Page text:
Avengers: Endgame Ending Explained

The Avengers: Endgame ending might seem a little confusing and...well, it is. We're here to help.

This article consists of nothing but massive Avengers: Endgame spoilers. You’ve been warned. We have a completely spoiler free review right here.

Avengers: Endgame, like any other movie dealing with time travel, can be a little confusing when it comes time to wrap things up. The more you think about how time travel works in this movie, the more it makes your head hurt. But, since you’re already here at this article, it’s probably too late for you anyway. Fortunately, the time travel elements only directly affect the endings of Thanos, Tony Stark, and Steve Rogers, while whatever is next for Thor, the Guardians of the Galaxy (the Gamora problem notwithstanding, which we’ll get into), and the rest of the gang is relatively straightforward.

But you can’t really deal with the Avengers: Endgame ending without at least trying to figure out the headachey rules of time travel (which we’ll go into in much more thorough detail in another article). Most time travel narratives featuring characters traveling into their own pasts follow one of two time travel logics. The first logic is that time travel is a closed loop and that anything you change through traveling back in time will have always been changed. Everything that’s happened in the past has already happened, even if you didn’t know it until your current present. The second option is the branched parallel timelines logic. If you travel into the past, every change you make will create a new branch of the timeline that exists in parallel to the “original” branch. In this logic, you can never change the present and future of your own timeline, only the present and future of other timelines. Which logic does the time travel in Endgame fall into? Kind of both, but mostly the second.

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The fact that the Infinity Stones are stolen from the Avengers at various points in the timeline, even if they are returned, implies there are multiple timelines that were created from those changed moments. In other words, parallel universes would branch out from Steve, Tony, and Scott’s jump to Battle of New York in 2012; Steve and Tony’s jump to New Jersey in 1970; and from Rhodes, Clint, Nebula, Scott, and Nat’s jump to 2014. So keep all that in mind as we sort out the events of the Avengers: Endgame ending.

We tried to explain all of the Avengers: Endgame time travel rules right here. Maybe that will help with the rest of this.


This parallel branches theory, which is alluded to in Tony Stark’s final voiceover about the multiverse, is perhaps better explained by Thanos’s time travel. If he travels to his own future (the Endgame present) and dies before ever assembling the Infinity Gauntlet and snapping in the first place, then the Avengers’ original need to stop him would become irrelevant… only if this were a closed loop timeline. Since that didn’t happen, this implies that there are parallel branch universes that our heroes and villains are jumping between, but those branches are “clipped” (Steve’s word) when the Stones are returned to their place in the timeline.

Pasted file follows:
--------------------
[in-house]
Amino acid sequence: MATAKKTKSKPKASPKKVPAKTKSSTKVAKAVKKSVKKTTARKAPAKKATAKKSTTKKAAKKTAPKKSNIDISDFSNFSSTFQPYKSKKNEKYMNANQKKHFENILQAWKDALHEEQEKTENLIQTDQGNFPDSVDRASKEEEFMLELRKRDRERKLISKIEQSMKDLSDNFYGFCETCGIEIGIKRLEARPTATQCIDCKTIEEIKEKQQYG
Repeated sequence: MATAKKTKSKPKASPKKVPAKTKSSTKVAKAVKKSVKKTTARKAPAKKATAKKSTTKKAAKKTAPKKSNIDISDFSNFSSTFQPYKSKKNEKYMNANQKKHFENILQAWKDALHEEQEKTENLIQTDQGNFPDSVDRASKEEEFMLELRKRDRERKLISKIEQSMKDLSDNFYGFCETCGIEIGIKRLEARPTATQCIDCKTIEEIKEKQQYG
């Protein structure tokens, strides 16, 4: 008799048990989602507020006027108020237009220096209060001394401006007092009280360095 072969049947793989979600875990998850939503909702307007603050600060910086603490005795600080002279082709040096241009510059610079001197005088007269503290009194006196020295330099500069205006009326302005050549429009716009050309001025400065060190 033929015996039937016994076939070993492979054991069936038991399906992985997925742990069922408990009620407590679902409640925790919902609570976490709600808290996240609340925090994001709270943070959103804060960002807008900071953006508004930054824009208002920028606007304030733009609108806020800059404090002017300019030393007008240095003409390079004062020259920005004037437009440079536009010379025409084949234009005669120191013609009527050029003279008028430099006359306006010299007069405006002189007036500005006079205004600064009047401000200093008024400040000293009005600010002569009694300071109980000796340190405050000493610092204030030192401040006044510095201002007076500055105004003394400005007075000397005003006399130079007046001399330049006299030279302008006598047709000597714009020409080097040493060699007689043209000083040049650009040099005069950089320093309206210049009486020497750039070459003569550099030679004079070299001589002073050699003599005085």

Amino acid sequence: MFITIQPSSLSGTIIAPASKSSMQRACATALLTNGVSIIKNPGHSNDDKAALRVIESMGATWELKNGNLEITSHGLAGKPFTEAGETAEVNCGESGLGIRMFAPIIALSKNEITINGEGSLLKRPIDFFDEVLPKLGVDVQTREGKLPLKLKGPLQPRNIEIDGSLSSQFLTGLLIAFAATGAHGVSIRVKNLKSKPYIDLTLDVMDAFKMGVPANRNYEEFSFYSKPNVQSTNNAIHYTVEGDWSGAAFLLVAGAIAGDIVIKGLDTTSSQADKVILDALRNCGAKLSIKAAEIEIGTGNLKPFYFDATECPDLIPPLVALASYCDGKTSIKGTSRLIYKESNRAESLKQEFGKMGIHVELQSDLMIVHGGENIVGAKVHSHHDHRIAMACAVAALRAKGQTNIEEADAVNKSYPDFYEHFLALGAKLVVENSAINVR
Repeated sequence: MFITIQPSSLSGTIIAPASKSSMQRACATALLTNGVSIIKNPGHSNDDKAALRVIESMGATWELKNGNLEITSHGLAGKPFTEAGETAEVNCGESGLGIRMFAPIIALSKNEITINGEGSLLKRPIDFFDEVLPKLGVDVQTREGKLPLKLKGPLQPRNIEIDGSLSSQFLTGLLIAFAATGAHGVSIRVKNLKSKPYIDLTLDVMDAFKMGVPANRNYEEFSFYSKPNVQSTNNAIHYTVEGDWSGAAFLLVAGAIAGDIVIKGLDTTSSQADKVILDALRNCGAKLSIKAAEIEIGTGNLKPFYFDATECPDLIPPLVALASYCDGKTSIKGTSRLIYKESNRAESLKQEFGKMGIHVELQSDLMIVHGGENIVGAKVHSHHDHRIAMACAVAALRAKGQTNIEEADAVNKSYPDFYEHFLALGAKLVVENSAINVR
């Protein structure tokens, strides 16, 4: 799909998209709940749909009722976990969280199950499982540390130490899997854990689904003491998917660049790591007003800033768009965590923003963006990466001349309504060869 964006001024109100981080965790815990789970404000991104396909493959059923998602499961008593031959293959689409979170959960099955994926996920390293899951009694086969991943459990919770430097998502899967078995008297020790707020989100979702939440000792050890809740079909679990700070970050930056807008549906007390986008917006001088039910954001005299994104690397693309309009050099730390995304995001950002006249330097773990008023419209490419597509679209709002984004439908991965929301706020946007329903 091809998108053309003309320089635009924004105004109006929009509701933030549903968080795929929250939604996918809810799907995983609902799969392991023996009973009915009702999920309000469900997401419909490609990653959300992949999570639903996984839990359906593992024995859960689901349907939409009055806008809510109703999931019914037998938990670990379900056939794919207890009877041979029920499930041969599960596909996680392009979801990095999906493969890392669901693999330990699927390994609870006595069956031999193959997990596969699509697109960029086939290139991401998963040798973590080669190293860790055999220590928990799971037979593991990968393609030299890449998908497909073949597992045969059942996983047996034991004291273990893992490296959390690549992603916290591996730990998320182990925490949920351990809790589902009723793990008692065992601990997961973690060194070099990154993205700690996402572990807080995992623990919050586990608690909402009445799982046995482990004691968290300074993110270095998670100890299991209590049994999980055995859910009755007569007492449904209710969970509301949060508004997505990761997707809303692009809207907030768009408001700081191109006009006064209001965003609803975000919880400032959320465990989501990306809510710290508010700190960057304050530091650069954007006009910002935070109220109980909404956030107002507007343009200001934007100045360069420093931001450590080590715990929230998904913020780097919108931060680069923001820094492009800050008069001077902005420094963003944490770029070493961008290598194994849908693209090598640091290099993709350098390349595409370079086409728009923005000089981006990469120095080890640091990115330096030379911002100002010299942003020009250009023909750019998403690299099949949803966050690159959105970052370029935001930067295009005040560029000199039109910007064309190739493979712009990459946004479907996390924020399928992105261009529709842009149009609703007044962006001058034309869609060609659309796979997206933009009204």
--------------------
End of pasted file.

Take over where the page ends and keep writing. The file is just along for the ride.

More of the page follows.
Tony Stark uses the reality altering power of the Infinity Gauntlet to wipe out Thanos, the Black Order, and their entire army, just as Thanos wiped out half of all life in the universe at the end of Avengers: Infinity War. Of course, the destruction of the Thanos of “five years ago” in the “present” of the current MCU opens the door to all manner of headaches, but the simplest explanation here is that the Thanos that Thor beheaded early in the movie is still “our” Thanos, while the one defeated at the end of the movie is from a parallel universe, which might help explain why his demise doesn’t invalidate the next few years of the MCU.


The seeds of Tony’s death by Infinity Gauntlet have been teased since at least 2014’s Guardians of the Galaxy, when Ronan the Accuser disintegrated because he couldn’t handle the energies contained within the Power Stone, and was thus consumed. Just a little earlier in Endgame, it was clear that the power of the Gauntlet and the combined stones could barely be contained by the Hulk’s gamma-irradiated physique, so if he couldn’t handle it, the minute Tony had to use it, we should have all been clued in to his imminent exit from the land of the living.

read more – Marvel and MCU Easter Eggs in Avengers: Endgame

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We suppose you could say that there’s some symmetry with killing off Tony Stark, the character who made the entire MCU possible thanks to Robert Downey Jr.’s performance, and the late 2018 death of Stan Lee, the legendary writer, editor, and co-creator (and master of cameos) of many aspects of the Marvel Universe as a whole. In both cases, an era has passed.